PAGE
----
Thursday, February 17, 2011

Kansas City’s Board of Police Commissioners: the lost command?

From the KCMO website: “The Board of Police Commissioners has the responsibility of providing police service to the citizens of Kansas City, Missouri as mandated by Missouri State Statute. The Governor of Missouri, with the consent of the State Senate, appoints four citizens to serve on the Board of Police Commissioners. These Commissioners serve four-year terms, with one member’s term expiring each year. The fifth member of the Board is the Mayor of Kansas City, by virtue of elected office. The Secretary/Attorney of the Board is appointed by the Commissioners and acts as legal consultant.”

There are five board members whose bios are here for your information. Governor Jay Nixon appoints four members, the fifth being the mayor.

With recent discussion topics here about the command and control of our police force, it seems appropriate to appreciate the history, system and laws pertaining to the chain-of-command. From the website to save you a few points and clicks:

“History: In the 1920s and 1930s, the Kansas City Missouri Police Department was as much a cog in the Thomas Pendergast Machine as any other public institution in the city. According to a biography published by the Kansas City Public Library, “Posing as a mere businessman, Pendergast ran the city: workers were provided jobs, chosen politicians ran the government, and the entire ‘machine’ made a profit that filled his pockets. Pendergast brought more corruption to Kansas City than anyone in history, but he is also credited with helping the city survive the Great Depression.”

The City Council, heavily swayed by Pendergast, approved a home-rule ordinance in 1932 that brought KCPD under city governance for the first time since its 1874 inception. Previously, it was governed by a board of men appointed by the governor.

From 1932 to 1939, officers looked the other way at illegal gambling, prostitution and saloons – the primary funding sources for Pendergast – to stay in political favor. Police also ignored illegal voting schemes arranged by the Pendergast Machine. Criminals found refuge here, and the money flowed in for Pendergast.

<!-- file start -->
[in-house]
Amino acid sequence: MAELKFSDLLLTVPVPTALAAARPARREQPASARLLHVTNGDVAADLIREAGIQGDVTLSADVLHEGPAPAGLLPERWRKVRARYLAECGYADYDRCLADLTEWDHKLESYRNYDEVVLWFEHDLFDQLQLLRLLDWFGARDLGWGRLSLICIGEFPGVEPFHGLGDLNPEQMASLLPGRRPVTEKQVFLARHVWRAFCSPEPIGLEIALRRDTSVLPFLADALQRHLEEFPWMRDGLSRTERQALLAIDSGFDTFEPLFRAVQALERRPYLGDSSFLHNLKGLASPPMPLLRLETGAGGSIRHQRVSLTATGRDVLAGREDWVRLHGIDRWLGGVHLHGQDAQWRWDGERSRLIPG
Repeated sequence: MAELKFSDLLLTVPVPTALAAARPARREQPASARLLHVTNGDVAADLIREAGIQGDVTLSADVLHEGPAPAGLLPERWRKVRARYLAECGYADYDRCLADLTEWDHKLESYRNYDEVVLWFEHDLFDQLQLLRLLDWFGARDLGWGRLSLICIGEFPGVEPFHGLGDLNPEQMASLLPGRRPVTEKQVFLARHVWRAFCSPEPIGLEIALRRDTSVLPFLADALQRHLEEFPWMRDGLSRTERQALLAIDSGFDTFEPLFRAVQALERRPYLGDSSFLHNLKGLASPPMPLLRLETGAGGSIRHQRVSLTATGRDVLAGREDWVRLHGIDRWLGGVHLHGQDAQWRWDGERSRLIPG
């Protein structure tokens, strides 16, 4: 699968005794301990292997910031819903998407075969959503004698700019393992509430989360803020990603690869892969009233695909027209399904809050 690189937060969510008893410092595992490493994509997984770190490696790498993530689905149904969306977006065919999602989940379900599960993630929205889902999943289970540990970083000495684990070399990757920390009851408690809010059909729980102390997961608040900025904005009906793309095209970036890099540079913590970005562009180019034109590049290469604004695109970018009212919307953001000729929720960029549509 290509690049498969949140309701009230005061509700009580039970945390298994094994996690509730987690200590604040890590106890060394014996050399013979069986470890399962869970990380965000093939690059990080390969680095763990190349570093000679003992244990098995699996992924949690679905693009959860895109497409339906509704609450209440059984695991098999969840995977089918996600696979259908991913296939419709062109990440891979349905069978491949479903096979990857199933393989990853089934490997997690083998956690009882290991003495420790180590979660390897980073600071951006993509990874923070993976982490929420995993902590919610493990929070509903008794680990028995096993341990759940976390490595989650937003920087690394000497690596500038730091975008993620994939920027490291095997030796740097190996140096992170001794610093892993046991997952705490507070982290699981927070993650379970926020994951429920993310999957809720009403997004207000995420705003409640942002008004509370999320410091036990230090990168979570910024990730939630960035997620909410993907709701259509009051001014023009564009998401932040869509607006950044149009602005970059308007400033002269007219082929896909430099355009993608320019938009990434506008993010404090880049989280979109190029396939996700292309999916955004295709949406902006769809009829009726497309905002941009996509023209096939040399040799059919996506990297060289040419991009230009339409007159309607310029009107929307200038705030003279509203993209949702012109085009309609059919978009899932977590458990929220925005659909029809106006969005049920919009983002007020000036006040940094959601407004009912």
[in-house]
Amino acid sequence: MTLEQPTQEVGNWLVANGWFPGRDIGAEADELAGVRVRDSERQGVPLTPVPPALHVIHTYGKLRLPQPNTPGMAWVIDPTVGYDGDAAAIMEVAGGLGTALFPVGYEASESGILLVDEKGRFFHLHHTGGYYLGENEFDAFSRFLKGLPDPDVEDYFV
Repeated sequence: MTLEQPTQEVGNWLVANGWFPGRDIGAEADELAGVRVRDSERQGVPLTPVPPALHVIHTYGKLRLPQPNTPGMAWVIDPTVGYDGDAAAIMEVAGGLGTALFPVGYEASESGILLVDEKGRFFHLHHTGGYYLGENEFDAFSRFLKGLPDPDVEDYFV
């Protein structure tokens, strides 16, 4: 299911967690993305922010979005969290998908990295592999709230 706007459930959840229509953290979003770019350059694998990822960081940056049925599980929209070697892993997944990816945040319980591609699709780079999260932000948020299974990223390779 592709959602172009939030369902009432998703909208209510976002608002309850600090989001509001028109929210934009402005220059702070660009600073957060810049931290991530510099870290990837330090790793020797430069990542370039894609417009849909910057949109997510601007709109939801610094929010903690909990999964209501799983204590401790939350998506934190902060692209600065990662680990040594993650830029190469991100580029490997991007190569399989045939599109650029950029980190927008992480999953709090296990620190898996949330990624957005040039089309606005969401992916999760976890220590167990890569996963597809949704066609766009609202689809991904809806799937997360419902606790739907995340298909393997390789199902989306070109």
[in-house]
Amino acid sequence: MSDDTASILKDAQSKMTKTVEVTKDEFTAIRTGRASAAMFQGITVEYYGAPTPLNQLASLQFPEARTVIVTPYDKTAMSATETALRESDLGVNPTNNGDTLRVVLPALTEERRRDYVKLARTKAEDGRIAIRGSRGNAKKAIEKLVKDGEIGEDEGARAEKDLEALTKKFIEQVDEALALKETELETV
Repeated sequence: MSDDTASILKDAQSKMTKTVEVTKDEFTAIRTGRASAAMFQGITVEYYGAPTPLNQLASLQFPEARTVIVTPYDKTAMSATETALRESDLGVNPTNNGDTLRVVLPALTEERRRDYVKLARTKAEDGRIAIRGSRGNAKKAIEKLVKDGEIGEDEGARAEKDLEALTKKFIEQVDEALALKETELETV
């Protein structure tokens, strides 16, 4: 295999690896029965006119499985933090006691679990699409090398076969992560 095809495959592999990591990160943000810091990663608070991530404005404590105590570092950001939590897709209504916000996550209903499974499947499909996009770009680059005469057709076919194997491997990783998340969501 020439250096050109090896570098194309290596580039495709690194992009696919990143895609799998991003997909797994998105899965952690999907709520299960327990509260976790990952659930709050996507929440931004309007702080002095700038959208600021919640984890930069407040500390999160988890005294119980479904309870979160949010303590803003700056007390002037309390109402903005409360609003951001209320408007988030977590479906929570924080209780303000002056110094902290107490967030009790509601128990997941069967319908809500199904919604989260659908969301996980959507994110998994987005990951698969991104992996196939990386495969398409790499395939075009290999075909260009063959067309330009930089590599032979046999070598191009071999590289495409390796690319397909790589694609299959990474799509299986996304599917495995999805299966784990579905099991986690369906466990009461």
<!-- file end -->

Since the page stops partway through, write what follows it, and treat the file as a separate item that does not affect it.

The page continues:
In 1939, Missouri Attorney General Roy McKeltside came down hard on the corruption generated by the Pendergast Machine. Missouri Governor Lloyd Stark had the police department returned to state control under commissioners that he appointed. Thus was reinstated the original form of KCPD governance – a governor-appointed Board of Police Commissioners, and it’s the system we use today. (An historical note: this new Board in 1939 appointed a new police chief, Lear B. Reed, and charged him with rooting corruption out of the force. About 50 percent of KCPD employees were fired at that time.)

Modern advantages of the system: The Board of Police Commissioners is an excellent way to keep politics and corruption out of law enforcement. All police board members are residents of Kansas City, Mo. Four members are appointed by the Missouri governor, and the fifth is the mayor of Kansas City. Aside from the mayor, the board is composed of people who care about their community but are not elected politicians and who typically are not looking to run for office or raising campaign funds. Those four police commissioners, as well as every member of the KCPD, must take an oath not to engage in political activity. Because of this system, decisions are made in the best interest of the Police Department and the public, and not as a result of political deals.

While KCPD is not governed by the City, the City does provide the department with funding, and we work very closely with City staff and City Council members to do what is in the best interest of the community we jointly serve. The Mayor sits on the Board of Police Commissioners, and the chair of the City Council’s Public Safety and Neighborhoods Committee has a spot on the agenda at every Board meeting. Police commanders and others regularly attend city meetings and work on joint projects. Some areas in which we have consolidated functions include radio maintenance, parking control, dispatching, and information technology. The city does control the police through the budget.

Similar to the U.S. Armed Forces, Kansas City’s law enforcement body is a professional civil service-type organization that is respected by all political elements because it is separated from those elements. As a result, both today and in the past, the Department and the Board are not involved in the various political disputes that occur among elected officials. Our system is unique, but we think it’s the best possible way to operate.”

The present system as you’ve read, comes from a time of corruption, an attempt to steer control from the city’s citizens to the office of the governor.

Notice that the statement above compares the Kansas City law enforcement body to the US Armed Forces. But somehow the comparison stops there. Is there really a chain-of-command from serving officer to Governor?

On one hand the military comparison sounds comforting. On the other hand a militaristic police model seems inappropriate and a bit too…military. I see the next step being “contract police” a la the trend in the military with private military security companies…cheaper, leaner, professional, accountable, and profitable too.

Let the discussion continue but it seems to me a law needs changing to change the system. To attack the people serving in the present system appears fruitless and moot.

And lest we forget, those who have fallen in the line of duty deserve our remembrance once in a while along with the thousands of citizens who have fallen while trying to just live.

This is a dangerous city...

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